With Amy Goodman
"A leading Israeli human rights organization accused Israel on Thursday of breaking international humanitarian law by holding thousands of Palestinian prisoners in Israel.
According to B'Tselem, international law prohibits the transfer of civilians, including prisoners, from the occupied territories to Israel.
On Thursday B'Tselem issued a 53-page report outlining how Israel's prison policies has made it nearly impossible for Palestinians to regularly visit relatives in jail.
Meanwhile, a former Israeli soldier named Yehuda Shaul has just begun a tour of the United States to give an inside look at how the Israeli military treats Palestinians in the West Bank and Gaza.
Shaul is a co-founder of Breaking the Silence - a group of former Israeli soldiers committed to exposing human rights abuses by the Israeli military.
Last year the group revealed that Israel soldiers had been ordered to open fire on unarmed Palestinians. The group has also gathered photographic evidence that proved Israeli soldiers have abused Palestinian corpses.
AMY GOODMAN: Could you talk to us a little bit about what you're hoping to accomplish on your tour?
YEHUDA SHAUL: I’m here in the United States, because, I would say, we in Breaking the Silence see the act of breaking the silence as an act of taking responsibility. As ex-Israeli soldiers, who’ve served as combat soldiers in the Occupied Territories and were there and committed all what we’re talking about, we're part of the occupation. After we were discharged and realized what we were doing and what was going on around us, there was only two options, as I see it. There’s or to lock ourselves in the room, cry and ask forgiveness, or to stand up and take responsibility and demand from others to take responsibility.
So, in my eyes, breaking the silence, standing up and telling the stories and trying to bring people to know and to realize and to understand what it means, occupation, on a daily basis, through these testimonies that we publish and the pictures that we had in the exhibition, is demanding from Israeli society to take responsibility for it, for what is being done in their behalf.
And in my eyes, in our eyes, responsibility doesn't end with ex-soldiers who served there or with Israelis, or the idea if our army as Israelis is doing all these things. Responsibility is to every human being in the world, and for sure for Americans, because in the end of the day for all what Israel does, there is only one country in the world that, you know, the chief of staff and the prime minister of Israel has to report in the end of the day, and that's the United States of America. For that reason, I think that people of America must know what's going on there and must break their own silence and take civil responsibility, human responsibility, to what is being done there.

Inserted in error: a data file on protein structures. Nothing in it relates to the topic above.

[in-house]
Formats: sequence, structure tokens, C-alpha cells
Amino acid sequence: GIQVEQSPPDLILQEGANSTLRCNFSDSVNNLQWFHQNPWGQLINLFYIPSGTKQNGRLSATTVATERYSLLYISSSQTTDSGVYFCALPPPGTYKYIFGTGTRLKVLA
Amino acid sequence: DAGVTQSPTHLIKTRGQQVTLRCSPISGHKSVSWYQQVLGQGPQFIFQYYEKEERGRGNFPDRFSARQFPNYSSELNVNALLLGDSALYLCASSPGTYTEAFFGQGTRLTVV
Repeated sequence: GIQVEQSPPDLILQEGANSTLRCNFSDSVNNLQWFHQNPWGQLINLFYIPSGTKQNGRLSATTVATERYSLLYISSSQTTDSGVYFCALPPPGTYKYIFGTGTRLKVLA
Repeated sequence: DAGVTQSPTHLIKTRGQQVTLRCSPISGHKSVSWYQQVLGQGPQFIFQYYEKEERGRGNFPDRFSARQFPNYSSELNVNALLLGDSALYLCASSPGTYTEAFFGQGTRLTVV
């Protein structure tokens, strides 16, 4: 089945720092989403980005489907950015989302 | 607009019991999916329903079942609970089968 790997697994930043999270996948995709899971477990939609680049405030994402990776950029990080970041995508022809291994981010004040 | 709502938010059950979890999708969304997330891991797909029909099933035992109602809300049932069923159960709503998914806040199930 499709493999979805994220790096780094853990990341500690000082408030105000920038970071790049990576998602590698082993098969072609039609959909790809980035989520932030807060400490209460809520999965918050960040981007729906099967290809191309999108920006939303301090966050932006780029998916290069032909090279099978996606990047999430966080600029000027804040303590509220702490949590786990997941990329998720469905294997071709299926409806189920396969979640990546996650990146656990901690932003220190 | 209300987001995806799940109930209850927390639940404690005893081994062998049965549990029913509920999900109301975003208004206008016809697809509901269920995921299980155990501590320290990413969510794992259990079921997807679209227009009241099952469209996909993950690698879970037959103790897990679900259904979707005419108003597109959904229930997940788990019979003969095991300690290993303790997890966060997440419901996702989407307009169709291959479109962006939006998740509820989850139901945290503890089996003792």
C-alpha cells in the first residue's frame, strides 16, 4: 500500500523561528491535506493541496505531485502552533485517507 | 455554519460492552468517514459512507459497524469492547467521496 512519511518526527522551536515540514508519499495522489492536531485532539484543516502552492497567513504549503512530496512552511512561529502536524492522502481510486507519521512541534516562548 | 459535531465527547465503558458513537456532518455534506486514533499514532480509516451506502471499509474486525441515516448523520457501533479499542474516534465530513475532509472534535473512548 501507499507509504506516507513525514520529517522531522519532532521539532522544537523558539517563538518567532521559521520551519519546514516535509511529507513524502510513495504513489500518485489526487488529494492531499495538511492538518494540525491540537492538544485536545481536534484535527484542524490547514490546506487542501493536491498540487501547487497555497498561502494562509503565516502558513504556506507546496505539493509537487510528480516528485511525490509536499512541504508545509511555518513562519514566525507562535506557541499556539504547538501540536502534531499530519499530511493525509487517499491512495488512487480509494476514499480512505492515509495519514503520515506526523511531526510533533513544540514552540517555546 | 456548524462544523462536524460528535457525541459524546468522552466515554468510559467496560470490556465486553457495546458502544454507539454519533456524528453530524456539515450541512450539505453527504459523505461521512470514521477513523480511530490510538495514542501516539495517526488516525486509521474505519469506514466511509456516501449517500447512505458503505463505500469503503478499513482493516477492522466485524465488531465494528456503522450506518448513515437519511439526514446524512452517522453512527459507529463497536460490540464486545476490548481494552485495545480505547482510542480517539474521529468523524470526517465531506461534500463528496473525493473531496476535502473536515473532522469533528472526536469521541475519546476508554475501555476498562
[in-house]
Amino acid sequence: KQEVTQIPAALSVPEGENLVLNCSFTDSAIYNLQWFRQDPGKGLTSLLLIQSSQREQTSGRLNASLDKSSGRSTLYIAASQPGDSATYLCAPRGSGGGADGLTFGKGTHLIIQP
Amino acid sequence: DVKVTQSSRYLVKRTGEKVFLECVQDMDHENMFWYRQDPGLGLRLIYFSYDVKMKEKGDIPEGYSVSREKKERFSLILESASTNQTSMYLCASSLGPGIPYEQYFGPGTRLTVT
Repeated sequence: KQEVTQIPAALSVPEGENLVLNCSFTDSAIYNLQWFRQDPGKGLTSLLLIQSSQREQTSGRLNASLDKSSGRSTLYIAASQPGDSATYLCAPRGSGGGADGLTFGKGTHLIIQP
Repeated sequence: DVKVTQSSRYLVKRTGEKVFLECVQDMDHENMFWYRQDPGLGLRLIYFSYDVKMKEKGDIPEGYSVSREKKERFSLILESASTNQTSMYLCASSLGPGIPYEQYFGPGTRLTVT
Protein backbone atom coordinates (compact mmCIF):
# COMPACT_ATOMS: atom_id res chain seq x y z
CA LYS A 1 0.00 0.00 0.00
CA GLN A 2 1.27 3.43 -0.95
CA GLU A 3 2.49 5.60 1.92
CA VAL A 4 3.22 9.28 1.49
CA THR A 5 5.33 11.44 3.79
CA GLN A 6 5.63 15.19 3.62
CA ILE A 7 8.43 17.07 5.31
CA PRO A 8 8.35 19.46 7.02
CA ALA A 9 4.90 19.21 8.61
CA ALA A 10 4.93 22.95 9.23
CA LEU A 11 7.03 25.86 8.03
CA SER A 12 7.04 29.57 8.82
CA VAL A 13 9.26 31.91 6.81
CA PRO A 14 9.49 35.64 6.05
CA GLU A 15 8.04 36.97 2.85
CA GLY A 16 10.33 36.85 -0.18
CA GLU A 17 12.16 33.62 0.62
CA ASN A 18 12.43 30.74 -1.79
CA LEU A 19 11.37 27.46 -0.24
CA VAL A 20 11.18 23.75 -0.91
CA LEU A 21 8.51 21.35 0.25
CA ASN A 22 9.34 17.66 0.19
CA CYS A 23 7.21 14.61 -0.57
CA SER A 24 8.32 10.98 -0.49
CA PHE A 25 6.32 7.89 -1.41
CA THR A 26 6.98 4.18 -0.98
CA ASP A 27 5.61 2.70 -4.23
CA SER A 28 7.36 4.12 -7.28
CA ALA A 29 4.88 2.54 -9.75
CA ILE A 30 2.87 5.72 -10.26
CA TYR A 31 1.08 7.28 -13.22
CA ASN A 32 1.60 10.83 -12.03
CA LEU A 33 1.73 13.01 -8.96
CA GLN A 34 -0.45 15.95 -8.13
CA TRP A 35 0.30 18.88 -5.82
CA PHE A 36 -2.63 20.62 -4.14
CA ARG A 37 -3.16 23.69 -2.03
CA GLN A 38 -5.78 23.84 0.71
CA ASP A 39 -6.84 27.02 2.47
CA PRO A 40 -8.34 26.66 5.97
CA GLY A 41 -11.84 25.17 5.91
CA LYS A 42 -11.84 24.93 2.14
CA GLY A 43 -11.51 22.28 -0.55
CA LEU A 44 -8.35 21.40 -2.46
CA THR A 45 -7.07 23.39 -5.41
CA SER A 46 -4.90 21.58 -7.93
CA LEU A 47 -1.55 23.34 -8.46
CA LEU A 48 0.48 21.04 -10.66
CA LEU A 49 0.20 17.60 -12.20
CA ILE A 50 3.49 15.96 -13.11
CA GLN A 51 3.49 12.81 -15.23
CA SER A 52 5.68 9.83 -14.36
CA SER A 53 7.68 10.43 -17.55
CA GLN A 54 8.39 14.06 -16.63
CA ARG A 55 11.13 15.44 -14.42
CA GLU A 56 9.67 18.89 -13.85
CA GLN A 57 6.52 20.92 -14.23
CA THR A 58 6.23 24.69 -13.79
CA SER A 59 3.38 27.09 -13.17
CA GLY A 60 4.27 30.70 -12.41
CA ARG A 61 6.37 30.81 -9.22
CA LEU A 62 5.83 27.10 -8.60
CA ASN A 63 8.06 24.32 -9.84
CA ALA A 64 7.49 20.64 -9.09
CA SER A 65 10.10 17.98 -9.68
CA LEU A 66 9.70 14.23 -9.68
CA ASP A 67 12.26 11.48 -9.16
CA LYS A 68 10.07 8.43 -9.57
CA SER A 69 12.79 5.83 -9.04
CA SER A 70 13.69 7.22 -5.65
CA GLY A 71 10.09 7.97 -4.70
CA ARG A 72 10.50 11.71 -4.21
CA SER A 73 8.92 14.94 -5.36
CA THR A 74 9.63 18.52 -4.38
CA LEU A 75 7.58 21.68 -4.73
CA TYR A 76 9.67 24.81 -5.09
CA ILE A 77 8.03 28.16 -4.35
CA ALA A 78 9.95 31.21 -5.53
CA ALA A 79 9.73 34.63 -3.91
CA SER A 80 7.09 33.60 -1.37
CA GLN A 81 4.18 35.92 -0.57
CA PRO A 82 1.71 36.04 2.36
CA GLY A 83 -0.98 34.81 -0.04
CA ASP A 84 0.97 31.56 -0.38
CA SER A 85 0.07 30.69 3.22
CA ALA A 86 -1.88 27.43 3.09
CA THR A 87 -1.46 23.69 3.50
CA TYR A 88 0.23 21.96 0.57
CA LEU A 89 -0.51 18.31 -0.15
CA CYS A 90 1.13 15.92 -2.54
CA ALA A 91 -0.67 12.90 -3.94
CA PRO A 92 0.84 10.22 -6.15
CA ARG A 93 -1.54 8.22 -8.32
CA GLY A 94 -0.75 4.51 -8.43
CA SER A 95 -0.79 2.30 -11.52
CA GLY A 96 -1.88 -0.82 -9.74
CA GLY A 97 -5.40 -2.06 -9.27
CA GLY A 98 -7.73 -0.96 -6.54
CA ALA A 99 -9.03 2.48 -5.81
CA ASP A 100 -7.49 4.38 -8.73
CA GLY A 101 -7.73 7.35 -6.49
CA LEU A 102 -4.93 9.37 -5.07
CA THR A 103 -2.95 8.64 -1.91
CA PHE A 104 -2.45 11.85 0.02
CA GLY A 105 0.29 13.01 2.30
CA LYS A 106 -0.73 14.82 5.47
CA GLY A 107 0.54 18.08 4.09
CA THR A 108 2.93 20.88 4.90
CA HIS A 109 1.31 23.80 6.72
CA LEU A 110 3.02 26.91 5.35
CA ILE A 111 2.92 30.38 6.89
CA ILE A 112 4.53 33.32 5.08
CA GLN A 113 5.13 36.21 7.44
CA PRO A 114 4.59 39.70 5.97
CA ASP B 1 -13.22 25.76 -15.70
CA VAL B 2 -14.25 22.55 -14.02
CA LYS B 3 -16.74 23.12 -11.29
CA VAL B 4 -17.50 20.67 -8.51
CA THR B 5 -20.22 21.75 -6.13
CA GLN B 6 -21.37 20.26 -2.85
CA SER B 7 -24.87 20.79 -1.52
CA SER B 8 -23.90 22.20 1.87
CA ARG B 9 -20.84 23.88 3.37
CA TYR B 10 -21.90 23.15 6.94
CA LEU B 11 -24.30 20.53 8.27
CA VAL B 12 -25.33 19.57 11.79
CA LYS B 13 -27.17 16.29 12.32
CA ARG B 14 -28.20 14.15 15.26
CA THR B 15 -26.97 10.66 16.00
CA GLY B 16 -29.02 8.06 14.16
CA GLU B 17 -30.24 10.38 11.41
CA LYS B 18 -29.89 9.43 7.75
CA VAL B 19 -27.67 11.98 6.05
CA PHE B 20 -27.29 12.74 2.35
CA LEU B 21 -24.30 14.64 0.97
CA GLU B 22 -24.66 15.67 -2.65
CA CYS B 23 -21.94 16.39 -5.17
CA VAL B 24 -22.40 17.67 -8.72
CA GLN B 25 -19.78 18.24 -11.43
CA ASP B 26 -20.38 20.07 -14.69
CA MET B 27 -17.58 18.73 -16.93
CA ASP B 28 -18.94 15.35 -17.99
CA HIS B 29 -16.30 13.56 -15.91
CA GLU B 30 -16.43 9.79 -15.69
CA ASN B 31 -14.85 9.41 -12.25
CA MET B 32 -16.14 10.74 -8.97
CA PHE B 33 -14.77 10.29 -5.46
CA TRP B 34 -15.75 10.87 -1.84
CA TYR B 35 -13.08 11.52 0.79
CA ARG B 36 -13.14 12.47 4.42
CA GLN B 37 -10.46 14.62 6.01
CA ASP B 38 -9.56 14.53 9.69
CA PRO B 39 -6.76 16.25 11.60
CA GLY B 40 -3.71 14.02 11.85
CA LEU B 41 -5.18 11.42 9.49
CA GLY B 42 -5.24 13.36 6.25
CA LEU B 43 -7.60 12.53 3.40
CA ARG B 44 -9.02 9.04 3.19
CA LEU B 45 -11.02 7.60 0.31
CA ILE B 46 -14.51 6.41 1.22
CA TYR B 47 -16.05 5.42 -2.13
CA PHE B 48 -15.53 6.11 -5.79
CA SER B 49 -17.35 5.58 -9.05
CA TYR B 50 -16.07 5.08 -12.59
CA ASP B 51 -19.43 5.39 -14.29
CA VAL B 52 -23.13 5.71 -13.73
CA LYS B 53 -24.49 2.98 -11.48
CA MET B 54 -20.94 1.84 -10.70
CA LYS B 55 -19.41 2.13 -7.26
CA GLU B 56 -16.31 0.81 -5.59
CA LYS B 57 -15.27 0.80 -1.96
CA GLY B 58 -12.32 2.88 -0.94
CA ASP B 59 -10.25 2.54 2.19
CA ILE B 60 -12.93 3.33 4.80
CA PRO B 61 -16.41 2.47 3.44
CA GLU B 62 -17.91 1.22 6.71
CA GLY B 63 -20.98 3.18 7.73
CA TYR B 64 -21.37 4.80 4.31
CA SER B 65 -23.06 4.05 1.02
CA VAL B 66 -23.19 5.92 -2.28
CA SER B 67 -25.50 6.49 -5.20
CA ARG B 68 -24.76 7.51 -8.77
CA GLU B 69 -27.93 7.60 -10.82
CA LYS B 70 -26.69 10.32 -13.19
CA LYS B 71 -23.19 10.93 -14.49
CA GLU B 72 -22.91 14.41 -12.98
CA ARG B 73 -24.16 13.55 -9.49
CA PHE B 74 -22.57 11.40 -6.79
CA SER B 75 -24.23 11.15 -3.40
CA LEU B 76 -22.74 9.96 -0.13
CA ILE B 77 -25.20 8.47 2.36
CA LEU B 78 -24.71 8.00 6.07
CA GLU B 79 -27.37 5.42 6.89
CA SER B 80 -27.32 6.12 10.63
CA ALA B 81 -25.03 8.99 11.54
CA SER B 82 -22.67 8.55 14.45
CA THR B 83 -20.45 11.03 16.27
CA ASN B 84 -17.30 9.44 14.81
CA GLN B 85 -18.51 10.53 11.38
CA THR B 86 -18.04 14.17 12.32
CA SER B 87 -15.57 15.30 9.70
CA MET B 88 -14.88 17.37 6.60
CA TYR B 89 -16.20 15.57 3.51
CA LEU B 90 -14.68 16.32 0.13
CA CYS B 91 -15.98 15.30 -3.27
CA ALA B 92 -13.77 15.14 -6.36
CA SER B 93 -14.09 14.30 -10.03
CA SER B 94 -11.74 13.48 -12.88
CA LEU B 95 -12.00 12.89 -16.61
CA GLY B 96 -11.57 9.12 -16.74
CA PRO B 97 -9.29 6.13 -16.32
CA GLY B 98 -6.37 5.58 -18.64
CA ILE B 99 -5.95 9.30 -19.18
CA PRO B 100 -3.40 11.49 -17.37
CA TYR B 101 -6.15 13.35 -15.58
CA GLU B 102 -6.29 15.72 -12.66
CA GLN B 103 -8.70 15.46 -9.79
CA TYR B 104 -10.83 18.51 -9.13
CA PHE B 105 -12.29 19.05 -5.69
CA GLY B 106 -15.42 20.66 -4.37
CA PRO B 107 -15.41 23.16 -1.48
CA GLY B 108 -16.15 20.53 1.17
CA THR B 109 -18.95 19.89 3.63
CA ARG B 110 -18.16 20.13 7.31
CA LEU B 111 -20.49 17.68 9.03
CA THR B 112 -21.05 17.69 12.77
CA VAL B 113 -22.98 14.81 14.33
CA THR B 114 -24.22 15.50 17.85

JUAN GONZALEZ: I’d like to ask you about all of these thousands of Palestinian prisoners. From your perspective, as someone who's obviously had to participate in the capturing and imprisonment of some of these Palestinian civilians, what is this doing to Palestinian society, to have so many people locked up for such a long period of time under Israeli control?
YEHUDA SHAUL: I have no idea. I’m not a Palestinian. Just, you know, looking from the outside, seems like breaking all the family structure. I don't know, just trying to think of, you know, all the people that we arrested, bumping in the middle of the night through the windows, through the doors, through the roofs, waking up the family, taking people. No one knows when they're going to get back, why they were taken. You know, this is -- just, you know, almost every night in the Occupied Territories, you do an arrest operation. Every night you come back with what we saw in the pictures before, or you see now, of handcuffed, blindfolded Palestinians, who are just, you know, were now arrested, waiting to be taken to interrogations at the secret services.
But also, there's another kind of Palestinians, as you see now in the picture, and that's kind of what we call in Hebrew, or I will translate it, what we called “dry outs,” or if I would professionally translate it, “detainees.” And these are Palestinians, you know, when you stand in the checkpoint and you ask from all the Palestinians to stand in a very nice one line, and suddenly one of them starts screaming or leaves the line, so you must educate him, right? They must know who’s the boss. So you detain the man aside. You took him, handcuff, blindfold -- five, six, seven hours, it could be more, it could be less. Or you call a Palestinian in the checkpoint, you ask from him his ID. He smiles too much. You must educate them.
And all the system is built on fear. It's built of just oppressing, I don't know, of not being able to treat Palestinians as equal human beings to you, because the job is to do things that you don't do to equal human beings, you know, to bump in the middle of the night to a family from the roof and wake up all the family, separate men from women and just search all the house. It's something that you don't do to an equal human being to you. It's something that I never done in Israel, but in the Occupied Territories, as a combat soldier, as an occupier, that's my daily job, 24/7, house after house."
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